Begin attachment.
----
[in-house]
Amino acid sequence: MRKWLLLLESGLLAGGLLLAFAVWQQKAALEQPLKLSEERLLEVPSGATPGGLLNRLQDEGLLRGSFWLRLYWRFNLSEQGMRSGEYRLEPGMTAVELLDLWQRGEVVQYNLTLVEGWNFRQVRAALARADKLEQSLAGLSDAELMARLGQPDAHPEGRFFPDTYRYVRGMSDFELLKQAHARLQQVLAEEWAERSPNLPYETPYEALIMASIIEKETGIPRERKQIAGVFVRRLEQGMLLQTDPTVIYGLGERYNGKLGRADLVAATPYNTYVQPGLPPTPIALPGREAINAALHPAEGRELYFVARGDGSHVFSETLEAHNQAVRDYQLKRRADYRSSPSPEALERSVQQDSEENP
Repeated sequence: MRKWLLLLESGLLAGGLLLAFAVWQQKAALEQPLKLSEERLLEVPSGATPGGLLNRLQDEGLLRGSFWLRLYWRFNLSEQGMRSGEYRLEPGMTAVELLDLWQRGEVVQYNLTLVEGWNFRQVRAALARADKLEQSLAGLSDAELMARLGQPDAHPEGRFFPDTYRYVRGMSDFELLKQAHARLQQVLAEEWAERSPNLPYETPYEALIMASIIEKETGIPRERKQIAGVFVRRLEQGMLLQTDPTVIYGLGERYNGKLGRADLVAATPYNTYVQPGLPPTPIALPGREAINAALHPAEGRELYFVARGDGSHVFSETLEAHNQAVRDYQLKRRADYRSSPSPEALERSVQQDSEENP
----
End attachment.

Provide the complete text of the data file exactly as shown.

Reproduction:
[in-house]
Amino acid sequence: MRKWLLLLESGLLAGGLLLAFAVWQQKAALEQPLKLSEERLLEVPSGATPGGLLNRLQDEGLLRGSFWLRLYWRFNLSEQGMRSGEYRLEPGMTAVELLDLWQRGEVVQYNLTLVEGWNFRQVRAALARADKLEQSLAGLSDAELMARLGQPDAHPEGRFFPDTYRYVRGMSDFELLKQAHARLQQVLAEEWAERSPNLPYETPYEALIMASIIEKETGIPRERKQIAGVFVRRLEQGMLLQTDPTVIYGLGERYNGKLGRADLVAATPYNTYVQPGLPPTPIALPGREAINAALHPAEGRELYFVARGDGSHVFSETLEAHNQAVRDYQLKRRADYRSSPSPEALERSVQQDSEENP
Repeated sequence: MRKWLLLLESGLLAGGLLLAFAVWQQKAALEQPLKLSEERLLEVPSGATPGGLLNRLQDEGLLRGSFWLRLYWRFNLSEQGMRSGEYRLEPGMTAVELLDLWQRGEVVQYNLTLVEGWNFRQVRAALARADKLEQSLAGLSDAELMARLGQPDAHPEGRFFPDTYRYVRGMSDFELLKQAHARLQQVLAEEWAERSPNLPYETPYEALIMASIIEKETGIPRERKQIAGVFVRRLEQGMLLQTDPTVIYGLGERYNGKLGRADLVAATPYNTYVQPGLPPTPIALPGREAINAALHPAEGRELYFVARGDGSHVFSETLEAHNQAVRDYQLKRRADYRSSPSPEALERSVQQDSEENP